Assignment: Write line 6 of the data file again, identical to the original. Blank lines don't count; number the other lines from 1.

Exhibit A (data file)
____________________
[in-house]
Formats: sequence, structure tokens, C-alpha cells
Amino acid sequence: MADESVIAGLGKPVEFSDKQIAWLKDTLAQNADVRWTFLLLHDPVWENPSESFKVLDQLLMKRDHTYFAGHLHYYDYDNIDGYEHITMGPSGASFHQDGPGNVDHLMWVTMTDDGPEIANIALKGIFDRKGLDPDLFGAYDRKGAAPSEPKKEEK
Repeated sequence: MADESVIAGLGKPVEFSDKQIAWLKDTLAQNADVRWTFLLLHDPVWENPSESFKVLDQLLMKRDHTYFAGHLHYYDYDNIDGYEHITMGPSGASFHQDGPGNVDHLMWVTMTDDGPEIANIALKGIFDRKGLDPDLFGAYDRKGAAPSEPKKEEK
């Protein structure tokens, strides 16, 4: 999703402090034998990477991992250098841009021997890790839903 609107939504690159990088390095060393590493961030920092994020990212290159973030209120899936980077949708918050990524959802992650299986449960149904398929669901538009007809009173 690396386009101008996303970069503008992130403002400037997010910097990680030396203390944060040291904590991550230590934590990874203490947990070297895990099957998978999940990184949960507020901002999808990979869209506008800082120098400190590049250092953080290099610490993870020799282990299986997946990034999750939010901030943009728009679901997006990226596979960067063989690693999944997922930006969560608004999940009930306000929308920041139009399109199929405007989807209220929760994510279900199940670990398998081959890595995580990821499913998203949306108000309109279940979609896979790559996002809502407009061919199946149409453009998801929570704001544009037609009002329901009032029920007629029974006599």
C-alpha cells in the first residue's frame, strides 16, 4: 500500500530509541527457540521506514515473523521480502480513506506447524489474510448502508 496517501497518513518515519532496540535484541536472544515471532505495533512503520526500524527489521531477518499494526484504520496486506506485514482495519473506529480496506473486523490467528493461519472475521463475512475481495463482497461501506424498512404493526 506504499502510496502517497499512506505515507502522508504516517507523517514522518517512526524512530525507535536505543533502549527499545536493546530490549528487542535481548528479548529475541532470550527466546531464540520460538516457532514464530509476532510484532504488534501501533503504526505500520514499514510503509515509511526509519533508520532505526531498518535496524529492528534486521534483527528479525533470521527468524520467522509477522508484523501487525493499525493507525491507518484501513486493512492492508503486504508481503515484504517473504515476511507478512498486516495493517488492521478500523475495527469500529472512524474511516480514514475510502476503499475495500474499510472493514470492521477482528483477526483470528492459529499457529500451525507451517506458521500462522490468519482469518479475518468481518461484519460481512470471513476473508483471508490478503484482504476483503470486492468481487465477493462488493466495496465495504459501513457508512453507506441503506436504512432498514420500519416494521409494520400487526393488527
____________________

C-alpha cells in the first residue's frame, strides 16, 4: 500500500530509541527457540521506514515473523521480502480513506506447524489474510448502508 496517501497518513518515519532496540535484541536472544515471532505495533512503520526500524527489521531477518499494526484504520496486506506485514482495519473506529480496506473486523490467528493461519472475521463475512475481495463482497461501506424498512404493526 506504499502510496502517497499512506505515507502522508504516517507523517514522518517512526524512530525507535536505543533502549527499545536493546530490549528487542535481548528479548529475541532470550527466546531464540520460538516457532514464530509476532510484532504488534501501533503504526505500520514499514510503509515509511526509519533508520532505526531498518535496524529492528534486521534483527528479525533470521527468524520467522509477522508484523501487525493499525493507525491507518484501513486493512492492508503486504508481503515484504517473504515476511507478512498486516495493517488492521478500523475495527469500529472512524474511516480514514475510502476503499475495500474499510472493514470492521477482528483477526483470528492459529499457529500451525507451517506458521500462522490468519482469518479475518468481518461484519460481512470471513476473508483471508490478503484482504476483503470486492468481487465477493462488493466495496465495504459501513457508512453507506441503506436504512432498514420500519416494521409494520400487526393488527